CLCI Gitlab CI

Gitlab CI is the default CI solution for projects hosted on Gitlab. While in-depth knowledge of how Gitlab CI works is not needed to get very basic pipelines set up using this project, it can be useful when attempting to build more complicated pipelines. See for more documentation. The repository for this project is located at

Gitlab CI ultimately requires one or more YAML files that describe the jobs to perform. This project contains the following files:

Currently, this project only works on Linux runners (and may Mac runners if you configure them correctly). However, first-class Windows and MacOS support is on the roadmap. This support is likely to arrive because this project is an offshoot of another (private) project that does have Windows and MacOS support. We mostly just need to get some runners for testing.


This section describes how to set up Gitlab CI for a CL-based project using these helpers. Gitlab CI has a dizzying amount of flexibility, so this quickstart will quickly get you something that works and will be sufficient for many use cases. But you may want to dive deeper into this project or Gitlab CI at some point to perform more advanced tasks.


This section describes setup that you must perform other than modifying your .gitlab-ci.yml file.


In order to use the test pipeline, you must provide a method to run your tests (this project does not attempt to guess how they should be run). You must provide either a Makefile target to run your tests or write a script for the CI helpers to run.

Create a file called scripts/ci-test.lisp (alternatively, set $CLCI_TEST_SCRIPT to point to another file). This file will be loaded (with cl:load) into a CL process that has ASDF available (and your chosen dependency manager, if applicable). This file must either enter the debugger (by signaling an uncaught error) or exit with a non-zero exit code (e.g., (uiop:quit 1)) if your tests fail.

For most projects, the contents of this file should be as simple as:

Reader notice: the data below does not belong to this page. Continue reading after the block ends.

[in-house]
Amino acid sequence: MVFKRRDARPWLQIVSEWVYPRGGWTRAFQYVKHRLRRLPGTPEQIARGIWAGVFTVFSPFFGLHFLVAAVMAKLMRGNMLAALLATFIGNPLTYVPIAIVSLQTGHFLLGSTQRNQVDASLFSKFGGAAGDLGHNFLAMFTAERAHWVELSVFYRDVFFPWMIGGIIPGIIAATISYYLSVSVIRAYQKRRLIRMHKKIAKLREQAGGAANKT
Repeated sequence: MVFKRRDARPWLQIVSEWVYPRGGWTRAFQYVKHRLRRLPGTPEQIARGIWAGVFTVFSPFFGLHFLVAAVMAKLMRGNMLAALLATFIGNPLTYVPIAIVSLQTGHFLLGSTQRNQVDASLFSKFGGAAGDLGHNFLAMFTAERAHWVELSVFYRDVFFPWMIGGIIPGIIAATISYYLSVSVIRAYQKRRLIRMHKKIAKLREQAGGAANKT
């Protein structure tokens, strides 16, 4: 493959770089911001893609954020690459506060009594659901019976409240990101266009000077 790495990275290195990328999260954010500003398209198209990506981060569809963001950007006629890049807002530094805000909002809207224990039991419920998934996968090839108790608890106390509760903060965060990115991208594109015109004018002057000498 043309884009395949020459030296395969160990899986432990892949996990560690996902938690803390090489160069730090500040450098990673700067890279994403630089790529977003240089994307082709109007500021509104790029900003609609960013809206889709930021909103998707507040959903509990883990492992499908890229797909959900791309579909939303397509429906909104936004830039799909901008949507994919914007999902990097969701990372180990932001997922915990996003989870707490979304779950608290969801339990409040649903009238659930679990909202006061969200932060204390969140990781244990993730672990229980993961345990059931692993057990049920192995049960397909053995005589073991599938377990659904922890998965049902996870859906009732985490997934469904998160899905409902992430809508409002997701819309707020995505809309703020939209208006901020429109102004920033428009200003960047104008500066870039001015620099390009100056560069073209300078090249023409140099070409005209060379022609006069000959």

(asdf:test-system "my-cool-system")

NOTE: If you have a Makefile in your repo, the helpers will instead run make test (after setting some environment variables). If you wish to disable this behavior, set $CLCI_TEST_USE_MAKEFILE to no.


In order to use the release pipeline, you should create a file in your repo. The first level heading (line starting with a single #) should be your project name. The second level headings (starting with ##) should start with the version number and the contents should describe the changes to your project. See the file in this repo for an example.

Additionally, you must protect your release tags. Go to "Settings > Repository > Protected Tags" and protect v*.

Then, when you're ready to make a release, push a tag of the form v$VERSION_NUMBER.

Update CLPM bundle

If you are using CLPM for your dependency management, you can use these helpers to periodically update your lock file for you.

To do this, you should create a bot for your project that can open merge requests. Go to "Settings > Access Tokens" and create a token with write_repository and api permissions. Then create a CI variable ("Settings > CI/CD > Variables") called CLCI_MR_TOKEN, whose value is the token you got from the first step.

Last, you should create a scheduled job to check for updates to your dependencies. Go to "CI/CD > Schedules". Create a new scheduled job for your default branch that sets PIPELINE_TYPE to clpm-dep-update.